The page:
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Will Long COVID Exacerbate Existing Disparities in Health and Employment?

Rates of self-reported long COVID are one-quarter to one-third higher among adults who are female, transgender, Hispanic, and without a high-school degree than among all adults, according to federal survey data. In this policy watch, we consider whether long COVID could exacerbate existing disparities in health and employment.

Analysis: There is Significant Variation in State and Local Eligibility Criteria for Monkeypox Vaccines, and Vaccine Information is not Always Accessible

According to a new KFF analysis assessing monkeypox (MPX) vaccine eligibility across the United States, people who are exposed or presumed exposed to MPX are generally eligible to get a vaccine across the country. However, eligibility varies across the United States for certain workers, including laboratory staff and others who…

Assessing Monkeypox (MPX) Vaccine Eligibility Across the United States

This analysis examines jurisdictional approaches to eligibility for monkeypox (MPX) vaccine. Overall, almost all jurisdictions have, at minimum, adopted the current approach laid out by the CDC. However, there is substantial variation in how eligibility is defined. Additionally, several jurisdictions lack clear criteria or information on who is eligible or where to get vaccinated. This may impact on who gets vaccinated, lead to geographic disparities, and raises potentially equity challenges.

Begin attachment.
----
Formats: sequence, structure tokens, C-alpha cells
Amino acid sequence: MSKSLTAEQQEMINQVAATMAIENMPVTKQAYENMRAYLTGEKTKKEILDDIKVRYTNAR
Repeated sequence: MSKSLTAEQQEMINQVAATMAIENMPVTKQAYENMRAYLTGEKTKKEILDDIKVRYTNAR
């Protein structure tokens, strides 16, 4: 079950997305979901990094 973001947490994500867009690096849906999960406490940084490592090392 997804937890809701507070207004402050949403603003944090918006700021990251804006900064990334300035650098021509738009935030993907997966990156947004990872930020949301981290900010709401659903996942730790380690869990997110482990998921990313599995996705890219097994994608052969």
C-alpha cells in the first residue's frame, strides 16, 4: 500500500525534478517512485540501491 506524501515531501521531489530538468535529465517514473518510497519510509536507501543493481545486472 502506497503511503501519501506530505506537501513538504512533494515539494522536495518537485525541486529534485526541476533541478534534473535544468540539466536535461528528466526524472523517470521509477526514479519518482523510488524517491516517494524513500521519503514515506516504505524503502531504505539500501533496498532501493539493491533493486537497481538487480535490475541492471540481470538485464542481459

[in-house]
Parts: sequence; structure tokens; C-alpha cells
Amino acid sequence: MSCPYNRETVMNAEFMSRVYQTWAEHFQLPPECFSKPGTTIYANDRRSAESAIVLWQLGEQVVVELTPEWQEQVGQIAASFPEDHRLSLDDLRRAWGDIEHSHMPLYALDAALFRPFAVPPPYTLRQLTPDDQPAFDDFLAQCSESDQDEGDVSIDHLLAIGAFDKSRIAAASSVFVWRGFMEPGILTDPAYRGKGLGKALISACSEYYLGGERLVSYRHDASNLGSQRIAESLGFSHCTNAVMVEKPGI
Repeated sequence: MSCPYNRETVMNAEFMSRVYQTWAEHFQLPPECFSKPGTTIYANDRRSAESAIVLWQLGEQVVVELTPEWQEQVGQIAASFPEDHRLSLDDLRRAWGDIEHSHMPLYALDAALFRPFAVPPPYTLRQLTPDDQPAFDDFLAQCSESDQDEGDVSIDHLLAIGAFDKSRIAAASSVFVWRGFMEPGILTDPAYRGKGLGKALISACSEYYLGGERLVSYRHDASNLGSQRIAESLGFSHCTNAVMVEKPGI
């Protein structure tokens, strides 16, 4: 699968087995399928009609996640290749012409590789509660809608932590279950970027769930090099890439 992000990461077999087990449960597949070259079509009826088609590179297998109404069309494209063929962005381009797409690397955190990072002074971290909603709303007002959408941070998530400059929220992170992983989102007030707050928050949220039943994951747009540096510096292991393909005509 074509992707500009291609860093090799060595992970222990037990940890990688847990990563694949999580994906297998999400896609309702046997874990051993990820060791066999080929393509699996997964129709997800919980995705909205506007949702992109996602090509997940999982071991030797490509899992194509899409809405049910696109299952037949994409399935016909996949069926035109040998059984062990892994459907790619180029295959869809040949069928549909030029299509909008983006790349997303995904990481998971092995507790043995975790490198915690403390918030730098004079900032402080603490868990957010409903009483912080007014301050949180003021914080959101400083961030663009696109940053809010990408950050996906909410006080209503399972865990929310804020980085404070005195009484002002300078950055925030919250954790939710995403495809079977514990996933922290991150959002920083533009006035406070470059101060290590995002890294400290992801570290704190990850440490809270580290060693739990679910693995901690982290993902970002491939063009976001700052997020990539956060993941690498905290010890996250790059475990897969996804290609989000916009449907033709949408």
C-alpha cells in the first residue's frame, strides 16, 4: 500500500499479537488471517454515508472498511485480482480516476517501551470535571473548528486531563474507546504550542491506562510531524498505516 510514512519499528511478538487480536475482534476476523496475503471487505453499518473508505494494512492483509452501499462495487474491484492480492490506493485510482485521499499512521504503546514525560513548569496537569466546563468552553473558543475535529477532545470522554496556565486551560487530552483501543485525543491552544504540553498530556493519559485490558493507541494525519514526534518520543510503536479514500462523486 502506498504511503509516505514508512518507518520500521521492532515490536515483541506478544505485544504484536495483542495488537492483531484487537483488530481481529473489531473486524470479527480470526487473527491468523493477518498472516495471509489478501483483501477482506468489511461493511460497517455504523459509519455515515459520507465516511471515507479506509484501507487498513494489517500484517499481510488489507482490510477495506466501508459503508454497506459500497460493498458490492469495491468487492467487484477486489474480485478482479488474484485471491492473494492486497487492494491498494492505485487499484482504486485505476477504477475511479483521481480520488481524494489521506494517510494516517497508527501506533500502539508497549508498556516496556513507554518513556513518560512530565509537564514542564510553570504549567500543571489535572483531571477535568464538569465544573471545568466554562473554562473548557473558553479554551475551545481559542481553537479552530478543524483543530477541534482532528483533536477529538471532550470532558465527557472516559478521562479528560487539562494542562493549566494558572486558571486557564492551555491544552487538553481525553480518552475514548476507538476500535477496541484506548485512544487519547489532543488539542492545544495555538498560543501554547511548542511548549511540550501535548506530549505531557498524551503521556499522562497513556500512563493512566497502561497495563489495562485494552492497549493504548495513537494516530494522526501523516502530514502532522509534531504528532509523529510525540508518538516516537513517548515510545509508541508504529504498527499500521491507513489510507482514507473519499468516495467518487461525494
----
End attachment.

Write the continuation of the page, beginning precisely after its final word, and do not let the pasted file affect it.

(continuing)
What are the Implications of Long COVID for Employment and Health Coverage?

Long COVID has been described as our “next national health disaster” and the “pandemic after the pandemic,” but we know little about how many people are affected, how long it will last for those affected, and how it could change employment and health coverage landscapes. This policy watch reviews what we know and outlines key questions to watch for regarding employment and coverage outcomes. We continue to follow the research on who is most at risk of long COVID and whether there are interventions that can reduce its incidence, length, or severity.

Monkeypox Vaccine Roll-out in the U.S. – Are Jurisdictions Requesting All Their Doses?

This analysis examines monkeypox vaccine allocations and jurisdictional requests. It explores jurisdictional request rate (the number of vaccine does requested as a share of the jurisdiction’s allocation from HHS) for JYNNEOS, the preferred vaccine. Overall, while most jurisdictions have requested at least their full supply, some are well below that mark, raising questions about how quickly their at-risk populations can get protected.

Title 42 and its Impact on Migrant Families

This brief provides an explanation of Title 42 and its application in border regions, the impact of Title 42 on border expulsions and the health and well-being of migrants, and a discussion of the potential implications of lifting Title 42 for immigration and the health of migrants.

The Red/Blue Divide in COVID-19 Vaccination Rates Continues: An Update

This analysis is an update to a previous analysis conducted in September 2021. Using county-level data, we analyzed trends in COVID-19 vaccination rates in counties that voted for President Trump in the 2020 election compared to counties that voted for President Biden. We find higher vaccination rates for counties that voted for Biden. However, rates among those fully vaccinated that have received a booster are similar between the two groups.

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Filling the need for trusted information on national health issues, the Kaiser Family Foundation is a nonprofit organization based in San Francisco, California.